INDIANAPOLIS, IN - MAY 30: Dan Wheldon of England, driver of the #98 William Rast-Curb/Big Machine Dallara Honda walks with son, Sebastian Wheldon during the 95th Indianapolis 500 Mile Race Trophy Presentation at Indianapolis Motor Speedway on May 30, 2011 in Indianapolis, Indiana. (Photo by Nick Laham/Getty Images)
As with many others, I'm still struggling with yesterday's tragedy at Las Vegas Motor Speedway. I don't have the breadth or depth of knowledge of open-wheel racing that others have, but I have spent time with racers, their families and their supporters in my capacity as a sportswriter, blogger and fan.
Strong emotional bonds are found within those groups in motorsports, perhaps because death or serious injury is a shadow that stands near every track whenever men or women strap themselves into vehicles and prepare to drive fast.
I am not learned enough or wise enough to comment on the circumstances of Dan Wheldon's death. I leave that to others who are. One thing I have done while trying to make sense of this tragedy is to take a moment to express appreciation to the broadcast team from ESPN-ABC for the work they did under the most trying circumstances.
Here is the text of an email I sent today to Andy Hall, ESPN Communications/PR for motorsports, golf and E:60. (@AndyHallESPN):
Mr. Andy Hall:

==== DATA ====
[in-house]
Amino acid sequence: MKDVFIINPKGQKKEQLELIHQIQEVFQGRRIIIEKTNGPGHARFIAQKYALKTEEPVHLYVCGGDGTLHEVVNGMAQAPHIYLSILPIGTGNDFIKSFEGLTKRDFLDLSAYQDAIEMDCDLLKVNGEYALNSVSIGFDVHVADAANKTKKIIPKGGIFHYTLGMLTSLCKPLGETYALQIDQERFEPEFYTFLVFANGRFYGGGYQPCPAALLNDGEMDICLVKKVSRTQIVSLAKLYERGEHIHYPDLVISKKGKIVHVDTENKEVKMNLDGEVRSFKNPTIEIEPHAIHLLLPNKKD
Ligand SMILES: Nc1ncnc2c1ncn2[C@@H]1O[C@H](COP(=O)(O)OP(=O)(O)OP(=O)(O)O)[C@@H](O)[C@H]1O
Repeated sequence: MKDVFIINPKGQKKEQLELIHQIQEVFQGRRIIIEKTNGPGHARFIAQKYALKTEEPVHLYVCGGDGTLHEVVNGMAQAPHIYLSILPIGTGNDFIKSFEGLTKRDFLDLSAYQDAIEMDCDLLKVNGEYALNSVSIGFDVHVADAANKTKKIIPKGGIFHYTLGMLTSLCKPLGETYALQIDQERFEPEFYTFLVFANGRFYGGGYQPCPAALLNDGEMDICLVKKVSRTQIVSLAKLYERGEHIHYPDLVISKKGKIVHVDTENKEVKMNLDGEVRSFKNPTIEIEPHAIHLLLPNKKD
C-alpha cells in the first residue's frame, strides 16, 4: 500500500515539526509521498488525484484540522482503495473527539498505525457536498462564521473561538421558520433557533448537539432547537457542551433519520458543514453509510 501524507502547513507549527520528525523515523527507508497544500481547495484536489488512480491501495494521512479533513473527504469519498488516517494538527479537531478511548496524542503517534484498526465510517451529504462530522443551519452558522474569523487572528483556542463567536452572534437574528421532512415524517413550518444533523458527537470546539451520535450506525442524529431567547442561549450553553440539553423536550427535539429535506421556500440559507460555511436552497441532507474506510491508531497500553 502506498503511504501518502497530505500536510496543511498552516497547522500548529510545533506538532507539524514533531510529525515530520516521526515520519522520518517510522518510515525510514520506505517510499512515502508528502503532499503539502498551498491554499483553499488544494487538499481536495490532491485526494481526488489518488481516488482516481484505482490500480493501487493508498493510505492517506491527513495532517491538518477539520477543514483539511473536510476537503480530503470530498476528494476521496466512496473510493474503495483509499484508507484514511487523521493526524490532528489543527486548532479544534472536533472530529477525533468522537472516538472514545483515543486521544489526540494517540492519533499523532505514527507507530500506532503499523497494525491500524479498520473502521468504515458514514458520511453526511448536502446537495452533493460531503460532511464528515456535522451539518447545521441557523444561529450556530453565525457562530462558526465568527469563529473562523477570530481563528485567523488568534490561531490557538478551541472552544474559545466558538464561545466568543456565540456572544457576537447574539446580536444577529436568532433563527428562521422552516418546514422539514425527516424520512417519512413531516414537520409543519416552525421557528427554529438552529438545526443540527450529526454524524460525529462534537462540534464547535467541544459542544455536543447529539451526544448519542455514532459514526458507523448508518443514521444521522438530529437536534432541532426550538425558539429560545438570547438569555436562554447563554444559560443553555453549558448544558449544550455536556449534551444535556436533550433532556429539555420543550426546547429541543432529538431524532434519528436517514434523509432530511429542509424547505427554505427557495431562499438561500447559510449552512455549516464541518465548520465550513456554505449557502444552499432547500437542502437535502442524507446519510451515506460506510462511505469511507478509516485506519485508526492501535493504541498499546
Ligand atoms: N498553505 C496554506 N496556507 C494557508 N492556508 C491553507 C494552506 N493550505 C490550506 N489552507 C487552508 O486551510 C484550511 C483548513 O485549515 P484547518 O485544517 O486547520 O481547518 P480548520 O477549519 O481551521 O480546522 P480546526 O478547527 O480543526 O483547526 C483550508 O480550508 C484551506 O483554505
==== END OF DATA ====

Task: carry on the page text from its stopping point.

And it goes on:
I would like to express my sincere appreciation to the entire ESPN-ABC production team responsible for covering the tragedy at Sunday's IndyCar Series race at Las Vegas Motor Speedway.
Led by Marty Reid in the booth with the support of Scott Goodyear and Eddie Cheever, with Rick DeBruhl, Vince Welch, Jamie Little in the pit lane and many more behind the scenes, the coverage was exemplary under the most difficult circumstances imaginable.
There was throughout complete professionalism including a refusal to speculate or comment on rumor; respect for drivers, team members and their families; silence when words were unnecessary; and in the end Mr. Reid expressed a heartfelt and heartbreaking coda.
I was just 10 years old when the tragedy happened in Munich during the 1972 Summer Olympics. A clear memory I have is watching Jim McKay anchor the coverage with quiet dignity and professionalism as he communicated to the world events that many could not comprehend.
Sunday's broadcast from Las Vegas was very much in the same tradition as that Munich coverage.
In the past I have been a vocal critic of some of the production choices made by ESPN/ABC for motorsports broadcasts. I will likely continue to be frustrated with those choices, but it would be remiss of me to not laud you for something done so well, especially a broadcast I'm sure everyone at ESPN/ABC hoped would never be necessary.
I address this note to you and trust you will forward it to anyone you feel necessary. Thank you again.
The words of Jim McKay, announcing the death of all the Israeli athletes at Munich in 1972 will be with me forever:
"When I was a kid my father used to say: ‘Our greatest hopes and our worst fears are seldom realized.'
Our worst fears have been realized tonight ... they're all gone."
So, too, now will Marty Reid's final tribute to Dan Wheldon from Las Vegas:
"Many people always ask me why I sign off 'Until we meet again.' Because goodbye is so final.
Goodbye, Dan Wheldon."